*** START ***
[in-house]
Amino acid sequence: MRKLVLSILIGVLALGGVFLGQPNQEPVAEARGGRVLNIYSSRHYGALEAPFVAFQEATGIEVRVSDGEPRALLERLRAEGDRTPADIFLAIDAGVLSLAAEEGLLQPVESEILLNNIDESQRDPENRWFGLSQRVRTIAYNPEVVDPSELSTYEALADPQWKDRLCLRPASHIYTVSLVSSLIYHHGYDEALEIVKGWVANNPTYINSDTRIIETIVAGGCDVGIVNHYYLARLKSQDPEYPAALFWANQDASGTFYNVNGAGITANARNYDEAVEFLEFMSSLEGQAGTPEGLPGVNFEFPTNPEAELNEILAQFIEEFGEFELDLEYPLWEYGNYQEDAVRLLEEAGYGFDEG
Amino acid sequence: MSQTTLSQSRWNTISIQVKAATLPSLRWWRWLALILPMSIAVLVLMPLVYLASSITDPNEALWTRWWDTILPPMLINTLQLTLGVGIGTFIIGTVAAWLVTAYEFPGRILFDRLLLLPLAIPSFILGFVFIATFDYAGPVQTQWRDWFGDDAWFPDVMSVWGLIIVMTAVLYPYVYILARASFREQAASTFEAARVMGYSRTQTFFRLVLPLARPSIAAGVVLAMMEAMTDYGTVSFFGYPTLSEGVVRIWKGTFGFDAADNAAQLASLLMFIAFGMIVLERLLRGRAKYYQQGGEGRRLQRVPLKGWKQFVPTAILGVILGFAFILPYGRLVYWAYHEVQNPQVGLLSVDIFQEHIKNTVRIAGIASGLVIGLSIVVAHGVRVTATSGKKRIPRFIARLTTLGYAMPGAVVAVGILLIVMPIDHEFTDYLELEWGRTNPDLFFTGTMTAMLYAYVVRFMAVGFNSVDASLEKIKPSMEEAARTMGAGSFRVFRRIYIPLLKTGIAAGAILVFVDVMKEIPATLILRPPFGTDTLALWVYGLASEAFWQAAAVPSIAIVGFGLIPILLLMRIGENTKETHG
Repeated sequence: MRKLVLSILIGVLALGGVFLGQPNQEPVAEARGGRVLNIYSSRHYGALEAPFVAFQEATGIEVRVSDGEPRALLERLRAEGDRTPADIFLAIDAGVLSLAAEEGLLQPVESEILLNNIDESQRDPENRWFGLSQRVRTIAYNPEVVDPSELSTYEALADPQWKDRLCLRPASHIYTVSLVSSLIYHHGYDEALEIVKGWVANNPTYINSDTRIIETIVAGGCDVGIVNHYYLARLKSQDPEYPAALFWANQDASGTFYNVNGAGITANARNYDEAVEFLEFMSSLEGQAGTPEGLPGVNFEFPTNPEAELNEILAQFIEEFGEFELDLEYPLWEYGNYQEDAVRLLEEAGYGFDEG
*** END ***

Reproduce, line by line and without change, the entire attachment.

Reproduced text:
[in-house]
Amino acid sequence: MRKLVLSILIGVLALGGVFLGQPNQEPVAEARGGRVLNIYSSRHYGALEAPFVAFQEATGIEVRVSDGEPRALLERLRAEGDRTPADIFLAIDAGVLSLAAEEGLLQPVESEILLNNIDESQRDPENRWFGLSQRVRTIAYNPEVVDPSELSTYEALADPQWKDRLCLRPASHIYTVSLVSSLIYHHGYDEALEIVKGWVANNPTYINSDTRIIETIVAGGCDVGIVNHYYLARLKSQDPEYPAALFWANQDASGTFYNVNGAGITANARNYDEAVEFLEFMSSLEGQAGTPEGLPGVNFEFPTNPEAELNEILAQFIEEFGEFELDLEYPLWEYGNYQEDAVRLLEEAGYGFDEG
Amino acid sequence: MSQTTLSQSRWNTISIQVKAATLPSLRWWRWLALILPMSIAVLVLMPLVYLASSITDPNEALWTRWWDTILPPMLINTLQLTLGVGIGTFIIGTVAAWLVTAYEFPGRILFDRLLLLPLAIPSFILGFVFIATFDYAGPVQTQWRDWFGDDAWFPDVMSVWGLIIVMTAVLYPYVYILARASFREQAASTFEAARVMGYSRTQTFFRLVLPLARPSIAAGVVLAMMEAMTDYGTVSFFGYPTLSEGVVRIWKGTFGFDAADNAAQLASLLMFIAFGMIVLERLLRGRAKYYQQGGEGRRLQRVPLKGWKQFVPTAILGVILGFAFILPYGRLVYWAYHEVQNPQVGLLSVDIFQEHIKNTVRIAGIASGLVIGLSIVVAHGVRVTATSGKKRIPRFIARLTTLGYAMPGAVVAVGILLIVMPIDHEFTDYLELEWGRTNPDLFFTGTMTAMLYAYVVRFMAVGFNSVDASLEKIKPSMEEAARTMGAGSFRVFRRIYIPLLKTGIAAGAILVFVDVMKEIPATLILRPPFGTDTLALWVYGLASEAFWQAAAVPSIAIVGFGLIPILLLMRIGENTKETHG
Repeated sequence: MRKLVLSILIGVLALGGVFLGQPNQEPVAEARGGRVLNIYSSRHYGALEAPFVAFQEATGIEVRVSDGEPRALLERLRAEGDRTPADIFLAIDAGVLSLAAEEGLLQPVESEILLNNIDESQRDPENRWFGLSQRVRTIAYNPEVVDPSELSTYEALADPQWKDRLCLRPASHIYTVSLVSSLIYHHGYDEALEIVKGWVANNPTYINSDTRIIETIVAGGCDVGIVNHYYLARLKSQDPEYPAALFWANQDASGTFYNVNGAGITANARNYDEAVEFLEFMSSLEGQAGTPEGLPGVNFEFPTNPEAELNEILAQFIEEFGEFELDLEYPLWEYGNYQEDAVRLLEEAGYGFDEG